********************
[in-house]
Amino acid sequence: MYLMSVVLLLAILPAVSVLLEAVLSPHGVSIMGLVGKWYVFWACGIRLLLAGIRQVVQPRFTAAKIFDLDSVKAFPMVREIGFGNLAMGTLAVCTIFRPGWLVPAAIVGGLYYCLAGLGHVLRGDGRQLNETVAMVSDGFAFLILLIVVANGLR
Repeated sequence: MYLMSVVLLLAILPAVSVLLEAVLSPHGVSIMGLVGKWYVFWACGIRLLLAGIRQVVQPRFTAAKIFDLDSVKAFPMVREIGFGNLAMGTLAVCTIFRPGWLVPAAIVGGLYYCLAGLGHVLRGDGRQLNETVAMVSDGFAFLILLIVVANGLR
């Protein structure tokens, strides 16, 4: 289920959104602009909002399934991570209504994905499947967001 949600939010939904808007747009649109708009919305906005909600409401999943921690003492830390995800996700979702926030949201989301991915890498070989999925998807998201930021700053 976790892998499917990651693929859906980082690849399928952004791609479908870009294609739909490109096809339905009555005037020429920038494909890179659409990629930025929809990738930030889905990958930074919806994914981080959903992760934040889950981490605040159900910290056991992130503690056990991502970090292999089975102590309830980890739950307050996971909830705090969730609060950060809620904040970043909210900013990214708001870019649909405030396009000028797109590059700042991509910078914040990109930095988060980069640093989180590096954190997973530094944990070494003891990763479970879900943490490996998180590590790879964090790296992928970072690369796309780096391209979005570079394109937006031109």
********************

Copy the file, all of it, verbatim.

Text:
[in-house]
Amino acid sequence: MYLMSVVLLLAILPAVSVLLEAVLSPHGVSIMGLVGKWYVFWACGIRLLLAGIRQVVQPRFTAAKIFDLDSVKAFPMVREIGFGNLAMGTLAVCTIFRPGWLVPAAIVGGLYYCLAGLGHVLRGDGRQLNETVAMVSDGFAFLILLIVVANGLR
Repeated sequence: MYLMSVVLLLAILPAVSVLLEAVLSPHGVSIMGLVGKWYVFWACGIRLLLAGIRQVVQPRFTAAKIFDLDSVKAFPMVREIGFGNLAMGTLAVCTIFRPGWLVPAAIVGGLYYCLAGLGHVLRGDGRQLNETVAMVSDGFAFLILLIVVANGLR
């Protein structure tokens, strides 16, 4: 289920959104602009909002399934991570209504994905499947967001 949600939010939904808007747009649109708009919305906005909600409401999943921690003492830390995800996700979702926030949201989301991915890498070989999925998807998201930021700053 976790892998499917990651693929859906980082690849399928952004791609479908870009294609739909490109096809339905009555005037020429920038494909890179659409990629930025929809990738930030889905990958930074919806994914981080959903992760934040889950981490605040159900910290056991992130503690056990991502970090292999089975102590309830980890739950307050996971909830705090969730609060950060809620904040970043909210900013990214708001870019649909405030396009000028797109590059700042991509910078914040990109930095988060980069640093989180590096954190997973530094944990070494003891990763479970879900943490490996998180590590790879964090790296992928970072690369796309780096391209979005570079394109937006031109």